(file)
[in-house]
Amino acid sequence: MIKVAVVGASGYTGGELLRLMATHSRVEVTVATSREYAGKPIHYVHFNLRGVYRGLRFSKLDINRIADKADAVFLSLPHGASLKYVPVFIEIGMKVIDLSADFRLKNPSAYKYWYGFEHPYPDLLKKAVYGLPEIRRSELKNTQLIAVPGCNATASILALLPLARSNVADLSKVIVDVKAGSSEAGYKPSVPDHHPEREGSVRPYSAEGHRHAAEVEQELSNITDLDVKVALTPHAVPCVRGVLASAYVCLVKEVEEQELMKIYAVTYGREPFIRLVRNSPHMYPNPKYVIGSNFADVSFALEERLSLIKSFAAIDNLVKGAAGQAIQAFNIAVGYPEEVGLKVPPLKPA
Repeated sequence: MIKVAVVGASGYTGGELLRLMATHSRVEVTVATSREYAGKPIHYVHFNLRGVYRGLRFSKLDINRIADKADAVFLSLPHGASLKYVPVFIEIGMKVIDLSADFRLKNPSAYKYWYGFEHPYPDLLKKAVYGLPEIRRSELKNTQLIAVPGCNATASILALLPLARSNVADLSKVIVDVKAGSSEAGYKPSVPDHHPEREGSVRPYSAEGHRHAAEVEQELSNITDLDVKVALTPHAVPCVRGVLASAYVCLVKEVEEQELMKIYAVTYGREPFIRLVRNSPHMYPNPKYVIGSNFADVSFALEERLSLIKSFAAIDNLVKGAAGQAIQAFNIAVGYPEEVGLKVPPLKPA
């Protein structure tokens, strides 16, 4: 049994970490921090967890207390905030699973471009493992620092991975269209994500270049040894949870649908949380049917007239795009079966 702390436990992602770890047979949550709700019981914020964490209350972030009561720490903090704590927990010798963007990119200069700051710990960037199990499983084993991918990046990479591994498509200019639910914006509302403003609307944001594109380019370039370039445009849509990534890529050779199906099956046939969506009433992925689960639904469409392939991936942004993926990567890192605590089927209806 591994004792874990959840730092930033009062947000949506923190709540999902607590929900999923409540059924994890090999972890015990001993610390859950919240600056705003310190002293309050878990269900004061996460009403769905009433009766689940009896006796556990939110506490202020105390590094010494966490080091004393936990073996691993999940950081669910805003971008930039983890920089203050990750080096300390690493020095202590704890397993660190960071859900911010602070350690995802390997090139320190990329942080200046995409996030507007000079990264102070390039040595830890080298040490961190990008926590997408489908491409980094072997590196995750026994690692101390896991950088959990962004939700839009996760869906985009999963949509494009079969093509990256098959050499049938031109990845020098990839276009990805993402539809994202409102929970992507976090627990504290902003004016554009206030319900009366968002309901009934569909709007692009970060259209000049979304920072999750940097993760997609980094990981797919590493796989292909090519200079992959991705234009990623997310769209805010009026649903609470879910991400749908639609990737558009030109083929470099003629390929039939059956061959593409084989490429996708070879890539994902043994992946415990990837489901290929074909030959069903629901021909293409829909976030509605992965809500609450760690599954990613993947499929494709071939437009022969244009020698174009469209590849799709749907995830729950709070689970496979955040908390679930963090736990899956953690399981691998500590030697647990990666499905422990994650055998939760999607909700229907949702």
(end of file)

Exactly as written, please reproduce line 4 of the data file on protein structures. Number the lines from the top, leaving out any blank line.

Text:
């Protein structure tokens, strides 16, 4: 049994970490921090967890207390905030699973471009493992620092991975269209994500270049040894949870649908949380049917007239795009079966 702390436990992602770890047979949550709700019981914020964490209350972030009561720490903090704590927990010798963007990119200069700051710990960037199990499983084993991918990046990479591994498509200019639910914006509302403003609307944001594109380019370039370039445009849509990534890529050779199906099956046939969506009433992925689960639904469409392939991936942004993926990567890192605590089927209806 591994004792874990959840730092930033009062947000949506923190709540999902607590929900999923409540059924994890090999972890015990001993610390859950919240600056705003310190002293309050878990269900004061996460009403769905009433009766689940009896006796556990939110506490202020105390590094010494966490080091004393936990073996691993999940950081669910805003971008930039983890920089203050990750080096300390690493020095202590704890397993660190960071859900911010602070350690995802390997090139320190990329942080200046995409996030507007000079990264102070390039040595830890080298040490961190990008926590997408489908491409980094072997590196995750026994690692101390896991950088959990962004939700839009996760869906985009999963949509494009079969093509990256098959050499049938031109990845020098990839276009990805993402539809994202409102929970992507976090627990504290902003004016554009206030319900009366968002309901009934569909709007692009970060259209000049979304920072999750940097993760997609980094990981797919590493796989292909090519200079992959991705234009990623997310769209805010009026649903609470879910991400749908639609990737558009030109083929470099003629390929039939059956061959593409084989490429996708070879890539994902043994992946415990990837489901290929074909030959069903629901021909293409829909976030509605992965809500609450760690599954990613993947499929494709071939437009022969244009020698174009469209590849799709749907995830729950709070689970496979955040908390679930963090736990899956953690399981691998500590030697647990990666499905422990994650055998939760999607909700229907949702």